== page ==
The article, which takes as its starting point the question of what role taxpayer funds should play in supporting a nominally non-profit private organization, goes far beyond what its rather dry, technocratic title would seem to imply. In fact, the implications are so head-spinning that I actually had to read the piece several times to absorb it in full. It pulls together a lot of the threads I’ve been attempting to trace over the last couple of years, and provides a plausible answer to the question of how the College Board has continued to bounce back from scandal after scandal in a way that most other organizations in its position could not. (more…)
Image credit: Essayontime.com.au
The SAT and ACT have released their scores for the class of 2018, accompanied by the predictable wailing and gnashing of teeth about persistently low levels of STEM achievement.
As Nick Anderson of the Washington Post reports:
Forty-nine percent of students in this year’s graduating class who took the SAT received a math score indicating they had a strong chance [75%] of earning at least a C in a college-level math class, according to data made public Thursday. That was significantly lower than on the reading and writing portion of the tests: 70 percent of SAT-takers reached a similar benchmark in that area.
What the article quite remarkably fails to mention is that the benchmark verbal score, 480, is a full 50 points lower than that for math. Given the discrepancy, it is entirely unsurprising that fewer students met the benchmark in math.
Let’s try some basic — and I do mean basic — critical thinking with statistics, shall we?
To understand what a 480 verbal score on the redesigned SAT actually means, consider that it translates into about 430 on the pre-2016 exam, which in turn translates into about a 350 (!) on the pre-1995 SAT.
This is not “college ready” in any meaningful sense of the term. In my experience, students scoring in this range typically struggle to do things such as identify when a statement is a sentence, or grasp the concept that texts are making arguments as opposed to “just saying stuff.” But to reiterate one of my favorite points, this is in part why the SAT was changed: the decline in reading/writing scores was becoming embarrassing. And if you can’t change the students, the only other option is to change the test, and the scoring system along with it. (more…)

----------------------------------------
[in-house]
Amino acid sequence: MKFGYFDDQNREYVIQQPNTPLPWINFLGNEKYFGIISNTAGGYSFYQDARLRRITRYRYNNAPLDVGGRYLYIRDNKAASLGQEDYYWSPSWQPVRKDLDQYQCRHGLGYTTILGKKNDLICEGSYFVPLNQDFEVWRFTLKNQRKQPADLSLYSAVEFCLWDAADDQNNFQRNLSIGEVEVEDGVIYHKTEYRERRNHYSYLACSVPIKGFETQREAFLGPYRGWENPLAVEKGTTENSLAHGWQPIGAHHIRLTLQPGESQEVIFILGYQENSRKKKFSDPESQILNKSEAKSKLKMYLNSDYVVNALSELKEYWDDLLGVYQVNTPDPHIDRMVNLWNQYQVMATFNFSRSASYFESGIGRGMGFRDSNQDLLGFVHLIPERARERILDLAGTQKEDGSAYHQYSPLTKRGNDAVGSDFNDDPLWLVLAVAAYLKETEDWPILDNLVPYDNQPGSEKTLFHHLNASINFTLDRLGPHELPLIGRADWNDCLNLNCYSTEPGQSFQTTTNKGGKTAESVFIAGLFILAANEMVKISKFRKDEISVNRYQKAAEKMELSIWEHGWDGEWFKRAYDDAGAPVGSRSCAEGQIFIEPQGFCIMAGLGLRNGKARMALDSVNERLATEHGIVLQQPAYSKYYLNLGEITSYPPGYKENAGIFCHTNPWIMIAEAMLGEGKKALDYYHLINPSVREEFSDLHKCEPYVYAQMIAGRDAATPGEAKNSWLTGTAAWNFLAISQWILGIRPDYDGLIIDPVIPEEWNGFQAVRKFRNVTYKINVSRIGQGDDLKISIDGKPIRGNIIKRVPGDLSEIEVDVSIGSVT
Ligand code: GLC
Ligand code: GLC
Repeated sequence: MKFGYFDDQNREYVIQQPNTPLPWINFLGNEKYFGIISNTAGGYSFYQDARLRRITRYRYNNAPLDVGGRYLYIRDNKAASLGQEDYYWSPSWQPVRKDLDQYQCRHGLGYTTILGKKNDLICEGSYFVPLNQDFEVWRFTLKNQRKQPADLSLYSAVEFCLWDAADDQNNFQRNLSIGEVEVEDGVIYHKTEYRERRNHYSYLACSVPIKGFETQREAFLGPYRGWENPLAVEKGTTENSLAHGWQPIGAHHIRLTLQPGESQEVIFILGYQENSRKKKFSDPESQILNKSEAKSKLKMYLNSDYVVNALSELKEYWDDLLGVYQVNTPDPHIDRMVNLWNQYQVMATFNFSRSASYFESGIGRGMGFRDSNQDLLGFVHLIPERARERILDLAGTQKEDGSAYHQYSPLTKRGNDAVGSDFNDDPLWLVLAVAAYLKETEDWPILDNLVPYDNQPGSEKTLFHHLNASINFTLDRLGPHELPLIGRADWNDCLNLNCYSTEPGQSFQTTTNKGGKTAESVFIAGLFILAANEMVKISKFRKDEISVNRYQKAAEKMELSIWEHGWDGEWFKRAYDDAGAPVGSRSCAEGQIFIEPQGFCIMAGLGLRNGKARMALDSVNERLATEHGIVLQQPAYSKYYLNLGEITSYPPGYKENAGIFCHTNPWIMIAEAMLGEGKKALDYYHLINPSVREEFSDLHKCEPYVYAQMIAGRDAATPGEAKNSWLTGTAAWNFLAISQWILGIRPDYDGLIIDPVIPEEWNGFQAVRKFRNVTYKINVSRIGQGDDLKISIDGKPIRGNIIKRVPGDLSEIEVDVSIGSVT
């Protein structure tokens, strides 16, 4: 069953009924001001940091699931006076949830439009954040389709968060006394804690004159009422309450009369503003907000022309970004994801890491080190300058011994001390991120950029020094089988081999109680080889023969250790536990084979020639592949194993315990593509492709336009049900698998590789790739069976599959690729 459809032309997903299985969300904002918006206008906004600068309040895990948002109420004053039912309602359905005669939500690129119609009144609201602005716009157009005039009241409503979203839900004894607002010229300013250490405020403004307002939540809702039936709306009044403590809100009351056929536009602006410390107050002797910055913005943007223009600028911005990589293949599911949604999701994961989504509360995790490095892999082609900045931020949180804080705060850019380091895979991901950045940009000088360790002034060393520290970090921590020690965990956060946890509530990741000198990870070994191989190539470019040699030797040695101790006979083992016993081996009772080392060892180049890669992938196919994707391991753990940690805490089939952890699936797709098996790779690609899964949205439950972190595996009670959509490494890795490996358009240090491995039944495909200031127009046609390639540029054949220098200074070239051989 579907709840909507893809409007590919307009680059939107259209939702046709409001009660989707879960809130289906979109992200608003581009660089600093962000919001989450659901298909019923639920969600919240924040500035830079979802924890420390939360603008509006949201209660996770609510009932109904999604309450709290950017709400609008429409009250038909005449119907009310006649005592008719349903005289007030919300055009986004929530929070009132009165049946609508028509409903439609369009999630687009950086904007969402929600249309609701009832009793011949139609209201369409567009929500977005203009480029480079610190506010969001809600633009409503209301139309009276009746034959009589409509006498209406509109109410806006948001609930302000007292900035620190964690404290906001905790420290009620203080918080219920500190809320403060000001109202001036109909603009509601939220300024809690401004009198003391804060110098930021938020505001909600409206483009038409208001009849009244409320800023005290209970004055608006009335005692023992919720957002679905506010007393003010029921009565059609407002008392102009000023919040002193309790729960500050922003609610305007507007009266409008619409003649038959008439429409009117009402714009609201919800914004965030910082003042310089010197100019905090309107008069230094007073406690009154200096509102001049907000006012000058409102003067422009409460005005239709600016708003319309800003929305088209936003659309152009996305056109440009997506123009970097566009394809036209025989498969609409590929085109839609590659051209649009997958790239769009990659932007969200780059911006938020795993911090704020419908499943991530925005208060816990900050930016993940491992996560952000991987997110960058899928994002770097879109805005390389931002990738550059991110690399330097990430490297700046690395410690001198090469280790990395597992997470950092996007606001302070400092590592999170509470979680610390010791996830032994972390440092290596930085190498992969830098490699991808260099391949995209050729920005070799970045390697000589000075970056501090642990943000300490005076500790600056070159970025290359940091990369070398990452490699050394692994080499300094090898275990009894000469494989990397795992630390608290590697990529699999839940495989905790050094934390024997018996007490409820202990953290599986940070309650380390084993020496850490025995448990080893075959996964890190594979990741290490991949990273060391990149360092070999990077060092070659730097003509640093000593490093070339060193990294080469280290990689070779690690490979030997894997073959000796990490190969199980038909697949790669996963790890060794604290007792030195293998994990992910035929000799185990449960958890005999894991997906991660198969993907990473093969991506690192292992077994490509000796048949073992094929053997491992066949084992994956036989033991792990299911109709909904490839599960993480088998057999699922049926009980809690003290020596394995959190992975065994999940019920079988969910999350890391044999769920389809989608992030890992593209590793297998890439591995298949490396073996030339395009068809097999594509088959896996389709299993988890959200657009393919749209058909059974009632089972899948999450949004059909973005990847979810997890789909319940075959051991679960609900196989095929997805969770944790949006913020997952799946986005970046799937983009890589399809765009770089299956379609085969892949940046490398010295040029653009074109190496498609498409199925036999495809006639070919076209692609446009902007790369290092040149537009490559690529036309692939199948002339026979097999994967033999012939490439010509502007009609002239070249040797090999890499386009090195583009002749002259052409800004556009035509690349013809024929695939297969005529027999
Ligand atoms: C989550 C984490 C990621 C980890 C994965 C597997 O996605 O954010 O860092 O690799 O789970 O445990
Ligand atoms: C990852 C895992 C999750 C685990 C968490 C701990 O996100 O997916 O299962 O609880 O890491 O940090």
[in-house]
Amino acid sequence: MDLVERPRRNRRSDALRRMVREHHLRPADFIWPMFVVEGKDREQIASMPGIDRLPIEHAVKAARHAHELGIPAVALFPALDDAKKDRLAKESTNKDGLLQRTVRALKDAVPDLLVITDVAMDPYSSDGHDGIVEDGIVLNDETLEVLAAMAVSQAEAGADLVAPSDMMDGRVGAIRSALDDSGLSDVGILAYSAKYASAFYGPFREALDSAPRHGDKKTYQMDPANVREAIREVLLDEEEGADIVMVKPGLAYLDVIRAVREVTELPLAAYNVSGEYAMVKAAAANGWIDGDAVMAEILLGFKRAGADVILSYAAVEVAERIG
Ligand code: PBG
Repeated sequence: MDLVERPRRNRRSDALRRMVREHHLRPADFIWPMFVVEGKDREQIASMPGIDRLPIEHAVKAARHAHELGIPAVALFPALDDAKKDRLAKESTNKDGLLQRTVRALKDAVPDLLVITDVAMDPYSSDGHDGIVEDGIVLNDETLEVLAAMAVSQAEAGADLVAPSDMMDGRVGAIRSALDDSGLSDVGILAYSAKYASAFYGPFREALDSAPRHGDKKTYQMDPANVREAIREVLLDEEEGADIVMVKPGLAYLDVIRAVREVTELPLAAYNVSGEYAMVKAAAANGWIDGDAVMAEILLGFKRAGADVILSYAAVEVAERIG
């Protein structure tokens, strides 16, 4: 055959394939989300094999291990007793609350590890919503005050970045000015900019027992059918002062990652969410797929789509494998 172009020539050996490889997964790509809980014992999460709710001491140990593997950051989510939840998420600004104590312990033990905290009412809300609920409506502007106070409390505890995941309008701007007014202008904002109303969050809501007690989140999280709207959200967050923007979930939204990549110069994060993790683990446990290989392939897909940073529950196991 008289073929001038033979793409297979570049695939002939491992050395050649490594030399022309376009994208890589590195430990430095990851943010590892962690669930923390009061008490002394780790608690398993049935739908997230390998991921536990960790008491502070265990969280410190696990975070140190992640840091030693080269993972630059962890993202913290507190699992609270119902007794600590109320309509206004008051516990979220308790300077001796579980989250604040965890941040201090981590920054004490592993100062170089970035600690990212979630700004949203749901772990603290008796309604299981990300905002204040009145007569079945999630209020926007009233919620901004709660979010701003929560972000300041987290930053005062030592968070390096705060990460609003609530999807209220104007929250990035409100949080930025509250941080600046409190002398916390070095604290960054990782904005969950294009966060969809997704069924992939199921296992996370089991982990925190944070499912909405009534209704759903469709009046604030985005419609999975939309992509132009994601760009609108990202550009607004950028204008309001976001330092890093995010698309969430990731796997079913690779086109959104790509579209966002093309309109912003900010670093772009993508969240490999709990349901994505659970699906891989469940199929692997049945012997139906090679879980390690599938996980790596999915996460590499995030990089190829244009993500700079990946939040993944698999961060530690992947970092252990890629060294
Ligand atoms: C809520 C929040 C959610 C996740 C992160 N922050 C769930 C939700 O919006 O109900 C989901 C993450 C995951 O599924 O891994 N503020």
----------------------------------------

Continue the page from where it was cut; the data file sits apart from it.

The last couple of weeks have seen some new developments in the most recent SAT scandal. Initial reports stated that some questions from the August 2018 test administered in the U.S. had been leaked in Asia before the exam. Mercedes Schneider did a little bit of digging, however, and discovered that wasn’t exactly the case. In reality, the problem goes a lot deeper—and in this case, the problem doesn’t lie with Asian testing centers or students: (more…)
When scores for the June SAT were released last month, many students found themselves in for a rude surprise. Although their raw scores were higher than on their previous exam(s), their scaled scores were lower, in some cases very significantly so.
An article in The Washington Post recounted the story of Campbell Taylor, who in March scored a 1470—20 points shy of the score he needed to qualify for a scholarship at his top-choice school:
[T]he 17-year-old resolved to take the test again in June and spent the intervening months buried in SAT preparation books and working with tutors. Taylor awoke at 7:30 a.m. Wednesday and checked his latest score online. The results were disappointing: He received a 1400.
He missed one more question overall in June than in March but his score, he said, dropped precipitously. And in the math portion of the exam, he actually missed fewer questions but scored lower: Taylor said he got a 770 in March after missing five math questions but received a 720 in June after missing just three math questions. (more…)
New, inflated SAT scores cause confusion, happiness (or: what the media doesn’t say about the new SAT)
Nick Anderson at The Washington Post reports that the scoring of the redesigned SAT is causing some confusion:
The perfect score of yore — 1600 — is back and just as impressive as ever. But many students could be forgiven these days for puzzling over whether their own SAT scores are good, great or merely okay.
The first national report on the revised SAT shows the confusion that results when a familiar device for sorting college-bound students is recalibrated and scores on the admission test suddenly look a bit better than they actually are. (more…)
Reuters’ Renée Dudley has come out with yet another exposé about the continuing mess at the College Board. (Hint: Coleman’s “beautiful vision” isn’t turning out to be all that attractive.)
This time around: what will happen to the new supposedly Common Core-aligned SAT if Common Core disappears under the incoming, purportedly anti-Core presidential administration?